According to the legend, the datu of Balintawak has a daughter that no one can come second when it comes to her beauty. And since she's the daughter of a ruler, she maybe don't have her mother anymore but she has her own servants assigned to attend to whatever she needs. Young men were head over heels of her beauty but only one man had captured her heart and it was the ruler's son of Gagalangin. Well, that was odd since the two rulers were mortal enemies.
Delfin, the son of the ruler, made a secret passage to one end of the bamboo fence that seperates Gagalangin and Balintawak. The dense, green bushes made the passage perfectly hidden and unnoticed. Whenever the moon shines bright up the evening sky, Delfin crosses the passage to visit his beloved maiden.
One day the fence were being changed by the soldiers of the other datu and it came to the attention of the datu of Balintawak. He sent few of his men to keep an eye on the work, and he found out that the fence were moved 5 feet away from his land. He immediately asked for a message to be sent to the other datu for the fence to be put back to where it used to be. The datu of Gagalangin was furious when he heard the message.
"Tell your ruler I'm not a thief!" was his response. "I just moved the fence back to where it should be according to the writings of my ancestors."
This lead to a war between the two rulers.
Both datus prepared their soldiers for the impending war but days before that, the datu of Gagalangin, father of Delfin, became ill for no reason at all. With this, Delfin was left with the obligation of taking charge for the oncoming war.
This made Rosita worry for the man she loves, compared to his father, Delfin was young and unexperienced in battle. She wanted to warn and convince him to not push through with the battle and that maybe, maybe he could just talk it over with her father. But it was too late. The following day, she saw her father preparing to leave, leading his army.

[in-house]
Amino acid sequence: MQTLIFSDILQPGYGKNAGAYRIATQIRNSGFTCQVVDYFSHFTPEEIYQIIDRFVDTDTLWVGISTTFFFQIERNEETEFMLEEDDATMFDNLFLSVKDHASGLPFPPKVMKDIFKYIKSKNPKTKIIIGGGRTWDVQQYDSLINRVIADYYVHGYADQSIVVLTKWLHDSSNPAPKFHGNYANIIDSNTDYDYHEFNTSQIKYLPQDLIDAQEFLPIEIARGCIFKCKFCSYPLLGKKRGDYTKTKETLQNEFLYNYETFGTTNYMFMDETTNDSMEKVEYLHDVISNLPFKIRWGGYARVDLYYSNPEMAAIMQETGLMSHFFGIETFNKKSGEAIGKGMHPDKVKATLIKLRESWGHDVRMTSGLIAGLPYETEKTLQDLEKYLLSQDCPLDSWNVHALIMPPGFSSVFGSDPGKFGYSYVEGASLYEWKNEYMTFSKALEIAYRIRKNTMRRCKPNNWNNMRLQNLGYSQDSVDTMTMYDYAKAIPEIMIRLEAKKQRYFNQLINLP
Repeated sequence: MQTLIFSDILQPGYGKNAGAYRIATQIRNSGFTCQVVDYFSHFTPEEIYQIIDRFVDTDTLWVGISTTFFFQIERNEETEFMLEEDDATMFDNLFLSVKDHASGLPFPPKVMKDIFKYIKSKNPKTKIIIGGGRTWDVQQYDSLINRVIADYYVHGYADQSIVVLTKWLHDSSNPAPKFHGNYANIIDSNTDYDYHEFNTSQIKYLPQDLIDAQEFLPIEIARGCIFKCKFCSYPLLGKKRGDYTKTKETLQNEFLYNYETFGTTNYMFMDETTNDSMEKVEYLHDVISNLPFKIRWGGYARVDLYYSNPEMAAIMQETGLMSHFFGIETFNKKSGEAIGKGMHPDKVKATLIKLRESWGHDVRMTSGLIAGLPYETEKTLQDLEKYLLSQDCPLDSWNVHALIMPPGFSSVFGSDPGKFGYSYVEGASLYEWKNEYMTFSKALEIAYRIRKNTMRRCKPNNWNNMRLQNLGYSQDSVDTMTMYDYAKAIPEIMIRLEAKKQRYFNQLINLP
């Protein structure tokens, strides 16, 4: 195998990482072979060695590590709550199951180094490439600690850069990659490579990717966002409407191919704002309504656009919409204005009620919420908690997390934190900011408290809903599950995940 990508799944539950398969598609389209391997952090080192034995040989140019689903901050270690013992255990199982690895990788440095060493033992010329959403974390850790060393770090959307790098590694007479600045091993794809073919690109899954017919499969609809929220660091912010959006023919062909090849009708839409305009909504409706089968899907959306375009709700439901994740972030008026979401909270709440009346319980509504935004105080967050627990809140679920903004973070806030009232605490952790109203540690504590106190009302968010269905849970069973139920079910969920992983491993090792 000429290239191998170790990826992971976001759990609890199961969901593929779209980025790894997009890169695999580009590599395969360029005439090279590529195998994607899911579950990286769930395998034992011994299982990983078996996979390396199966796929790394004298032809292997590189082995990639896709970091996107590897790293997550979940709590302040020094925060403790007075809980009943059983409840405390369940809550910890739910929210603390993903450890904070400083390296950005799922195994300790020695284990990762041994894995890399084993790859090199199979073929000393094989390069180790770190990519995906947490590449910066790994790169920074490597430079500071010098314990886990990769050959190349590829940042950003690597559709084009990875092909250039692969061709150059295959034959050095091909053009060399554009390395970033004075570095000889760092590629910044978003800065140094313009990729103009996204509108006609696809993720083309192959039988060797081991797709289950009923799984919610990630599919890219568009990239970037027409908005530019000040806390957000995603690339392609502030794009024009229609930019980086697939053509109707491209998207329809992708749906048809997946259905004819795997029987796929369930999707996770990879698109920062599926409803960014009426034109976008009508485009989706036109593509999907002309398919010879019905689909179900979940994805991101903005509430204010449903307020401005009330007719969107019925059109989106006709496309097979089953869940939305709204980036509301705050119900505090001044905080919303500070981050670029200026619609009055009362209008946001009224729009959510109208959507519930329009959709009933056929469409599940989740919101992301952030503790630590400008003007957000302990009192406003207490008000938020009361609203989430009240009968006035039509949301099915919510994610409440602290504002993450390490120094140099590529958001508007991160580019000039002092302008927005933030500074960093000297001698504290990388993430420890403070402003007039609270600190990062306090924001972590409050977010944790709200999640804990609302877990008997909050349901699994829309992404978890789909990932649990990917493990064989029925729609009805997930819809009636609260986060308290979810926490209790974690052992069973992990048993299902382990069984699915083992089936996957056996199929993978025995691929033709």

It was a bloody war. Many died from both sides. And Delfin, being young and unexperienced was badly wounded. With that said, I think you can already guess where the story is heading. Delfin died. But before he took his last breath, he told his soldiers where he wanted his body to rest, by the secret passage he made. When Rosita found out what befell to her beloved Delfin, she couldn't take it. She was heart-broken. Rosita got sick. Her father asked for all the best healers but no one succeeded on restoring her health. Rosita's body weakened and she had one wish to her father, to be put to rest by the far end of the fence, beside her beloved Delfin. Despite his will, the datu obliged as he loves his daughter dearly.
Many years had passed and the Spaniards came to the Philippines. A lot had change. A city was built which is now known as Manila, the country's capital. Many people flocked to the city. But those living in Balintawak and Gagalangin gets troubled at night for something they couldn't quite explain. According to them, every month of May specially when the moon is up the evening sky, those that are residing between Balintawak and Gagalangin hear a strange, soft voice at night of what seems to be coming from a woman. But what's more strange is, there's no one around everytime the residents would stay on guard.
"Sumpa kita! Sumpa kita!" A soft-spoken voice would be heard during the late hours of the night.
There was no one around but hearing the voice, it was coming from the grassy path where two shrubs were growing with small, white flowers luring them with its heavenly scent.
For some reason, the people decided to dig hoping to solve the mystery of the strange plant and the voice that they only hear every month of May. Much to their surprise, the strange shrubs took root from the mouth of the two skull buried to that part of the land. Only then that the oldsters remembered the story of the unfortunate lovers.
Since then, the story was passed down through generations by word of mouth. From "Sumpa kita!" the two strange plants were named sampaguita which became the national flower of the Philippines.
Translated from the Tagalog Version